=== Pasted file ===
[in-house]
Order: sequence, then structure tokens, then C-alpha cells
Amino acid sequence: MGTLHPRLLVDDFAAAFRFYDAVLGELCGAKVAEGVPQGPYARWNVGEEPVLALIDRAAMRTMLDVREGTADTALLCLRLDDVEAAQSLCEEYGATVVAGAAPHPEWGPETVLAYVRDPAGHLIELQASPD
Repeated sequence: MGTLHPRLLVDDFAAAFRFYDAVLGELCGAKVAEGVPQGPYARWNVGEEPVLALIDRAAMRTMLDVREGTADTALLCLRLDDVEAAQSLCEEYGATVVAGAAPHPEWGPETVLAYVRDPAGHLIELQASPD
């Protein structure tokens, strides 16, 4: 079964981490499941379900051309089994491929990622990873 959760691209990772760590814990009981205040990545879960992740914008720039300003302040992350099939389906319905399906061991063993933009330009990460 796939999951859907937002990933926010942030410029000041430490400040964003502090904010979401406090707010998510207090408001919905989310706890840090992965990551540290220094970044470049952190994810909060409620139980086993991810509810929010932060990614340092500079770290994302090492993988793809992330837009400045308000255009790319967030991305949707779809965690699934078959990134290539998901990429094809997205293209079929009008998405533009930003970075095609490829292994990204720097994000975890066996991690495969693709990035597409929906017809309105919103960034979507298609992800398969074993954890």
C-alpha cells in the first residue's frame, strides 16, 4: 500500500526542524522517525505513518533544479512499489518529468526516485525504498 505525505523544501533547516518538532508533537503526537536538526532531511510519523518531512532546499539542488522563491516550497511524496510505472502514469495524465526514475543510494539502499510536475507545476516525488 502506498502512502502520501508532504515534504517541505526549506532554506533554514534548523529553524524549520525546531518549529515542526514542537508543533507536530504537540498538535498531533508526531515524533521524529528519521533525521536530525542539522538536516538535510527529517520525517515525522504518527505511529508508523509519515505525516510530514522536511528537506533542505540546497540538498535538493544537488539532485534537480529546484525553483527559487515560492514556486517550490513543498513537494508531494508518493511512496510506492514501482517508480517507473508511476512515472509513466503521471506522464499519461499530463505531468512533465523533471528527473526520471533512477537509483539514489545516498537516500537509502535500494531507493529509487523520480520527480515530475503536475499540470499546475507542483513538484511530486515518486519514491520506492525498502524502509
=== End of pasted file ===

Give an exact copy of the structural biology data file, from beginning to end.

[in-house]
Order: sequence, then structure tokens, then C-alpha cells
Amino acid sequence: MGTLHPRLLVDDFAAAFRFYDAVLGELCGAKVAEGVPQGPYARWNVGEEPVLALIDRAAMRTMLDVREGTADTALLCLRLDDVEAAQSLCEEYGATVVAGAAPHPEWGPETVLAYVRDPAGHLIELQASPD
Repeated sequence: MGTLHPRLLVDDFAAAFRFYDAVLGELCGAKVAEGVPQGPYARWNVGEEPVLALIDRAAMRTMLDVREGTADTALLCLRLDDVEAAQSLCEEYGATVVAGAAPHPEWGPETVLAYVRDPAGHLIELQASPD
């Protein structure tokens, strides 16, 4: 079964981490499941379900051309089994491929990622990873 959760691209990772760590814990009981205040990545879960992740914008720039300003302040992350099939389906319905399906061991063993933009330009990460 796939999951859907937002990933926010942030410029000041430490400040964003502090904010979401406090707010998510207090408001919905989310706890840090992965990551540290220094970044470049952190994810909060409620139980086993991810509810929010932060990614340092500079770290994302090492993988793809992330837009400045308000255009790319967030991305949707779809965690699934078959990134290539998901990429094809997205293209079929009008998405533009930003970075095609490829292994990204720097994000975890066996991690495969693709990035597409929906017809309105919103960034979507298609992800398969074993954890």
C-alpha cells in the first residue's frame, strides 16, 4: 500500500526542524522517525505513518533544479512499489518529468526516485525504498 505525505523544501533547516518538532508533537503526537536538526532531511510519523518531512532546499539542488522563491516550497511524496510505472502514469495524465526514475543510494539502499510536475507545476516525488 502506498502512502502520501508532504515534504517541505526549506532554506533554514534548523529553524524549520525546531518549529515542526514542537508543533507536530504537540498538535498531533508526531515524533521524529528519521533525521536530525542539522538536516538535510527529517520525517515525522504518527505511529508508523509519515505525516510530514522536511528537506533542505540546497540538498535538493544537488539532485534537480529546484525553483527559487515560492514556486517550490513543498513537494508531494508518493511512496510506492514501482517508480517507473508511476512515472509513466503521471506522464499519461499530463505531468512533465523533471528527473526520471533512477537509483539514489545516498537516500537509502535500494531507493529509487523520480520527480515530475503536475499540470499546475507542483513538484511530486515518486519514491520506492525498502524502509